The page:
The same applies to the Russian minorities in Latvia and Estonia, although Lithuania is a different case due to its smaller population. When Putin repeatedly refers to the violation of minority rights of Russian’s abroad (i.e. in former Soviet republics) and says that Moscow is particularly challenged here, this applies much less to Ukraine and much more to the two EU members. The long history of this conflict will not be recounted here, but one fact cannot be denied. Under international law, what Moscow carried out by force (i.e. unilaterally) against both countries in 1940 and 1945 is considered annexation. Under international law, the annexing country is prohibited from exchanging populations, especially by violent means! In this respect, Riga and Tallinn insist on their right to compare the population composition in both countries in 1939 and 1990/91. And yet the question remains as to whether a consistent application and implementation of the EU’s customary protection of the rights of national minorities after 2004 would not have been the better approach. There are the bad experiences with regard to the strategic politicisation of minority populations in the lead up to the Second World War and in its aftermath. The German minorities in Czechoslovakia and Poland were instrumentalised and misused by Hitler’s Germany in preparation for its war of conquest. As the only solution after the war, the victorious powers decided that, by and large, German minorities would not be given a second chance; they would have to leave countries such as Czechoslovakia and Poland for good. However, after the collapse of the Soviet Union, there was no such question for the Russian minorities in the non-Russian former Soviet republics!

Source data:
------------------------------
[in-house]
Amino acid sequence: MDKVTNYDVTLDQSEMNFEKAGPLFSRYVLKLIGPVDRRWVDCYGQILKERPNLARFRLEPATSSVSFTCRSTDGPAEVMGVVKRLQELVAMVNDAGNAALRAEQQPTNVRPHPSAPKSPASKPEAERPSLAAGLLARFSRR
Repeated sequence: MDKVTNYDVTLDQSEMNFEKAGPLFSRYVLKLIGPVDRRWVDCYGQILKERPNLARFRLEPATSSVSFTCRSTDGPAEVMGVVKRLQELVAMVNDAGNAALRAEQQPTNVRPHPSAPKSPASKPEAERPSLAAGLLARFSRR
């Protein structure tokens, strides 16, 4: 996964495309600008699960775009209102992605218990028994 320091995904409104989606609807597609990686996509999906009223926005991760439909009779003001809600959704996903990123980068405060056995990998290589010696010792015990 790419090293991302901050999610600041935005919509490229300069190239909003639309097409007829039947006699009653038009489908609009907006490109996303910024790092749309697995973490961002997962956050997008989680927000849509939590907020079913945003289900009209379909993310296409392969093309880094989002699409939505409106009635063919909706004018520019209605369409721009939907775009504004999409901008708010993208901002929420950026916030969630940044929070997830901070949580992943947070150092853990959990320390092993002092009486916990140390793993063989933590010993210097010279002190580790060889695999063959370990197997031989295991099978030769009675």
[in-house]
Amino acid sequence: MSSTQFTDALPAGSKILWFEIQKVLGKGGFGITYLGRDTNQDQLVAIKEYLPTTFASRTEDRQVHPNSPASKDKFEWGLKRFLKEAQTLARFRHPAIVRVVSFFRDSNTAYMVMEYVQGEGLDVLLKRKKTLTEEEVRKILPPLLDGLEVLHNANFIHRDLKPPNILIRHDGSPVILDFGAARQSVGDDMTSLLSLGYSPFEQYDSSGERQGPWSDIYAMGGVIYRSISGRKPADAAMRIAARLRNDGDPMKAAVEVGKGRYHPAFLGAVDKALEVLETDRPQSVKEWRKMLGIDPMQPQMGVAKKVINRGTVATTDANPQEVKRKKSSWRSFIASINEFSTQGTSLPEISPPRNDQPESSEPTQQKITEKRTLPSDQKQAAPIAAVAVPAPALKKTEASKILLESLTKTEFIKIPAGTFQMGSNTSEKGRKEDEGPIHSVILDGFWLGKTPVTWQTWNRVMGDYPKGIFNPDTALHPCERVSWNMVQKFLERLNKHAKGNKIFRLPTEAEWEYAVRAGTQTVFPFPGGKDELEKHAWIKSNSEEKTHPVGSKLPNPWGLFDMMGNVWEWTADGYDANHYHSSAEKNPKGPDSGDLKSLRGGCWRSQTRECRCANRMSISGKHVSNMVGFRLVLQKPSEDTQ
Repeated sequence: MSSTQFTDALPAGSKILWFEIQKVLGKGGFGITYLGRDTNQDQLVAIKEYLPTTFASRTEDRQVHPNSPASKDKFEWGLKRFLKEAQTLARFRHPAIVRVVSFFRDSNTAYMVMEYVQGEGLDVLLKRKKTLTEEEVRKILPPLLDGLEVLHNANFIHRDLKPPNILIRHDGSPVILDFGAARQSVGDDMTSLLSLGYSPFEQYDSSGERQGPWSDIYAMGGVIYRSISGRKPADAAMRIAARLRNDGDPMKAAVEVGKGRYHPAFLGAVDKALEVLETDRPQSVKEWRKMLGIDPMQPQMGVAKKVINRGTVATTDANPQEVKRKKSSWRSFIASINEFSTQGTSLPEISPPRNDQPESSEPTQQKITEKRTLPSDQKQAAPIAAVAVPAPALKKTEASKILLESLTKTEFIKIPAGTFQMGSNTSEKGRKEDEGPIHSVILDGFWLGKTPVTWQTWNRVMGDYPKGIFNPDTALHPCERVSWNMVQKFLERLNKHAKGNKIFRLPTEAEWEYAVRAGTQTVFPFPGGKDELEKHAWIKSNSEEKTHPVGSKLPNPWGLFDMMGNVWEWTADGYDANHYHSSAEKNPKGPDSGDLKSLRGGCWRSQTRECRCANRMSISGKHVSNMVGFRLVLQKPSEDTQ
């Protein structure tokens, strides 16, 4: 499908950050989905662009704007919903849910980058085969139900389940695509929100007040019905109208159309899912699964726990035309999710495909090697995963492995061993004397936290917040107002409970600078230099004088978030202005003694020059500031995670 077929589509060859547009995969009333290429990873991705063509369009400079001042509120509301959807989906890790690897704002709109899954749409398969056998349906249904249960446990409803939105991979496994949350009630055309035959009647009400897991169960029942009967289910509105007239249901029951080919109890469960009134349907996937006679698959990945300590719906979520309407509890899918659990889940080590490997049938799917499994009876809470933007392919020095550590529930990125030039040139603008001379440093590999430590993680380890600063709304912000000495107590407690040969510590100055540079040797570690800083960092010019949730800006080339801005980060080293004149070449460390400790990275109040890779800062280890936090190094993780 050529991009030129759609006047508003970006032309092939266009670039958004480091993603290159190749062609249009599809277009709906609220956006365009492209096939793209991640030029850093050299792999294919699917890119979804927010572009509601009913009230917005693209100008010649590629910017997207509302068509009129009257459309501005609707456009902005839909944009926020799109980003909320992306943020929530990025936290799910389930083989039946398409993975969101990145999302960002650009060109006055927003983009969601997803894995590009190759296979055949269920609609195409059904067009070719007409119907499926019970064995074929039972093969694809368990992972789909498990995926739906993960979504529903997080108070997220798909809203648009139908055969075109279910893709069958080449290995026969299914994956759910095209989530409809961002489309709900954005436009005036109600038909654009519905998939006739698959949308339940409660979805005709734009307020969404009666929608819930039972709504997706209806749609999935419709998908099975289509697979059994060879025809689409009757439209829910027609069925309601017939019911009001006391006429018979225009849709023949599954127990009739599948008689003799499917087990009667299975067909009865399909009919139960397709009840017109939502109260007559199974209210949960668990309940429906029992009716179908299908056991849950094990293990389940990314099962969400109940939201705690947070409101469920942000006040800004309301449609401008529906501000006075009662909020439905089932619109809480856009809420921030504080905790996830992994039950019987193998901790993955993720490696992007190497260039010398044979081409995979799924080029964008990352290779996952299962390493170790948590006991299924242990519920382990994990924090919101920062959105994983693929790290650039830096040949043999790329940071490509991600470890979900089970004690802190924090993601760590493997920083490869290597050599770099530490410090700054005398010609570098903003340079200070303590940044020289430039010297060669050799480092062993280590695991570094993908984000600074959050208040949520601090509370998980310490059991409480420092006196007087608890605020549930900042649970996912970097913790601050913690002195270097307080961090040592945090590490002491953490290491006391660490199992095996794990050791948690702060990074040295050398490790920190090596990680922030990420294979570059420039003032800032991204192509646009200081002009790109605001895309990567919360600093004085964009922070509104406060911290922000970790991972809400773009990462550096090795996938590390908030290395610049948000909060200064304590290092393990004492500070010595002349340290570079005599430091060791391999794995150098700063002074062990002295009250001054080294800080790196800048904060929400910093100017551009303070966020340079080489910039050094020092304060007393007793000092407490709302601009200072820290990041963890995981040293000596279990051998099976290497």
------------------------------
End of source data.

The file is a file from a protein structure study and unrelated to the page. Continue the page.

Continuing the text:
Since the early 1990s, mistakes have been made on the diplomatic stage on both sides – in Moscow as well as in Tallinn and Riga. The arising state of affairs has been cynically exploited by Putin in his dangerous rhetoric about a historic Russian claim to the Baltic states. And yet a détente on this flank between the EU and NATO on the one hand and Russia on the other seems inconceivable without raising the question of robust nationality rights.

Incidentally, Rosa Luxemburg provides a pointer: she always warned against violent, i.e. unilateral, border changes because they would lead to a major European war. However, she knew all too well about the patchwork of national borders in Europe at the time, which pushed her to become a staunch advocate for comprehensive and robust nationality rights within existing borders – the best example is her work The National Question and Autonomy, written in 1908/09.


Cover photo: Latvia, Riga, The Freedom Monument. By Ingus Kruklitis via Depositphotos.